It’s possible to manufacture social currency. By creating novel and interesting content, we create the next trend that our consumers have to share with their friends. Take a look at the “Will it Blend?” series of videos where blenders are used to blend everything from golf balls to iPhones. This is an example of social currency, because it doesn’t have any real value except that I can send it to my friends and seem like I found a little treasure.
Triggers are words, phrases, or images closely tied to a message. For example, I say “melts in your mouth,” your mind immediately finishes the phrase and thinks of M&Ms. Manufacturing triggers is possible if we keep our message and trigger on top of mind and tip of tongue for an extended period of time. Of note are indirect triggers; I say peanut butter, and you think jelly, or more relevantly, I say “Gangnam Style” and, hopefully, you think pistachios. Brands should work to establish triggers using viral content, so that when the trigger occurs, for example, my friend tells me about a cool new video that they just saw, I can say, “Oh, that reminds me of this.” If you’ve created triggers like this, your content will be shared, too.
People share things they care about. Awe is the most heavily-shared emotion, but in general, any high-arousal emotion has a higher tendency for sharing. Sadness, on the other hand, prevents sharing. A good example of emotion that went viral is the KONY videos. We knew we couldn’t do anything to stop Kony, but we were moved to spread the word about him.
Content that’s “built to show” is “built to grow.” If there’s any reason why a user might avoid sharing a piece of content, whether it’s language choice, content, or otherwise inappropriate, this can significantly impact sharing behavior on a large scale. On the other hand, movements that are naturally public, like Movember and the yellow Liveh3 bracelet, tend to spread faster. Can you start a viral craze with an idea that’s built to show?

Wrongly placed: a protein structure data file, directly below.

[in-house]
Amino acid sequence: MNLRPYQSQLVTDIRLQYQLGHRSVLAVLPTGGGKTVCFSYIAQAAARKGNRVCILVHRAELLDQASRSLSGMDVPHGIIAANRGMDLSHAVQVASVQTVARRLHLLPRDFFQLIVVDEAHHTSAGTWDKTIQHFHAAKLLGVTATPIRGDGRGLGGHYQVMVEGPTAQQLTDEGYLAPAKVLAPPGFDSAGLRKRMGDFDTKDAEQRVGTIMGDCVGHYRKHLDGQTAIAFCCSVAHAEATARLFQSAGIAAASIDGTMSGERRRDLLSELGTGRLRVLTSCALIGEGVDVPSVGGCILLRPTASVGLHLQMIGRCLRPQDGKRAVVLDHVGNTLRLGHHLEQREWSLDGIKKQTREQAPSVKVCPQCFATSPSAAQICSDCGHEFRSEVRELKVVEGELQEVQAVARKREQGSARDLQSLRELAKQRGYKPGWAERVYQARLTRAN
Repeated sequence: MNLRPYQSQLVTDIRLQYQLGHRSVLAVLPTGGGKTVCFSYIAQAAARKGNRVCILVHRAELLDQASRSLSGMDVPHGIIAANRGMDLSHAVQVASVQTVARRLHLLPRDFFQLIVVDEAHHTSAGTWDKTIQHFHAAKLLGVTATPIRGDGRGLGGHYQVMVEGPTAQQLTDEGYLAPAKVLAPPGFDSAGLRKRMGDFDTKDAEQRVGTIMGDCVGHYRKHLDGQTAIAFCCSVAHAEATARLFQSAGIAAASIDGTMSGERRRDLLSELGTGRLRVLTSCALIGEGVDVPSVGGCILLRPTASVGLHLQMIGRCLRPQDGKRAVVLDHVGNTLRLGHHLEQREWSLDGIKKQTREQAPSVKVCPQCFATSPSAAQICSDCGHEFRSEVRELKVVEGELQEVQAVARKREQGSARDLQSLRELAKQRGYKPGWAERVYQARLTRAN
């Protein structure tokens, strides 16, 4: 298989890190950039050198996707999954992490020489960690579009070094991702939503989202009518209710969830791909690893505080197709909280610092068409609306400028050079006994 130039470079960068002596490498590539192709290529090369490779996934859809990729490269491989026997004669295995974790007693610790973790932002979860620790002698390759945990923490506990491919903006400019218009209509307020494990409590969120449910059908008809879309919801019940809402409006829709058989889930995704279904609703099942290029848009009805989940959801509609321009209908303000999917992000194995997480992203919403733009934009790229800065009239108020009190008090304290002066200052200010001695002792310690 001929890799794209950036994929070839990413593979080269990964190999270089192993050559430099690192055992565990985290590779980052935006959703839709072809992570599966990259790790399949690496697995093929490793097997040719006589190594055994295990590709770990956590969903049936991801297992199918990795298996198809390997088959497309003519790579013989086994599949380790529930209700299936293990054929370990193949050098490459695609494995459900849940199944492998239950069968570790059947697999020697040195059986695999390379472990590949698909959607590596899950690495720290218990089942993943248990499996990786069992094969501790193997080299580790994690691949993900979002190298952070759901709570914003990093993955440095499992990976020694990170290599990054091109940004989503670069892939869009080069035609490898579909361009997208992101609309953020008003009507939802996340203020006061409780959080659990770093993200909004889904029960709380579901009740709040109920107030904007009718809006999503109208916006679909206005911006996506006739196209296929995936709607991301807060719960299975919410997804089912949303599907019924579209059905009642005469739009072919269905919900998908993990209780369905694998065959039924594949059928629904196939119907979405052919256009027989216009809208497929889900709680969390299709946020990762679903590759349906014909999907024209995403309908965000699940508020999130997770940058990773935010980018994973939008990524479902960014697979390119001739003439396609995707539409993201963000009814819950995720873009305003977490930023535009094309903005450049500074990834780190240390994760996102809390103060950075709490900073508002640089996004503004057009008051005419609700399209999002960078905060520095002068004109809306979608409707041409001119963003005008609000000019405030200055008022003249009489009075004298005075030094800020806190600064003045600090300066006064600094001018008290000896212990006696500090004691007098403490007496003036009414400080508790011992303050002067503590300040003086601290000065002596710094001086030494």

People share “news you can use,” like useful, practical advice. People enjoy helping others; it creates a h3er social bond between us by letting the other person know that we care. It’s important to note how we package our practical value advice: it should be tidbits, a paragraph or two at most, rather than a dissertation.
Finally, information travels under the guise of idle chatter. When your brand exists in a story that can’t be told without the brand, and when that story shares well in chatting, you’ve got a hit on your hands. For example, ask any 18-24 year old girl in your life how she would put together a superhero costume for Halloween. Without a doubt, her answer will include M.A.C.’s line of superhero makeup. You can’t tell the story of putting together a Wonder Woman costume without M.A.C. Is there a story in which your brand lives?
Notice that we didn’t talk at all about the medium you should use to release your viral content. Obviously, social networks will be at the top of the list for driving sharing. Of these, in order of virality, we recommend focusing on Pinterest, then YouTube, then Facebook, then Twitter and Google+. Depending on your product, service, or following, one of these networks may have a little more applicability than others, but once you decide where to release, it’s important to do some outreach to influential members of your community and let them know that you’d appreciate their support in spreading the word.
The takeaway lesson is this…
Viral content often seems to happen by chance, but there are a lot of things we can do to encourage our content to take off. From including two or three of the six STEPPS (you don’t need them all!) to pushing our content on highly-viral networks through influential consumer advocates, you can help your content get seeded across the Web.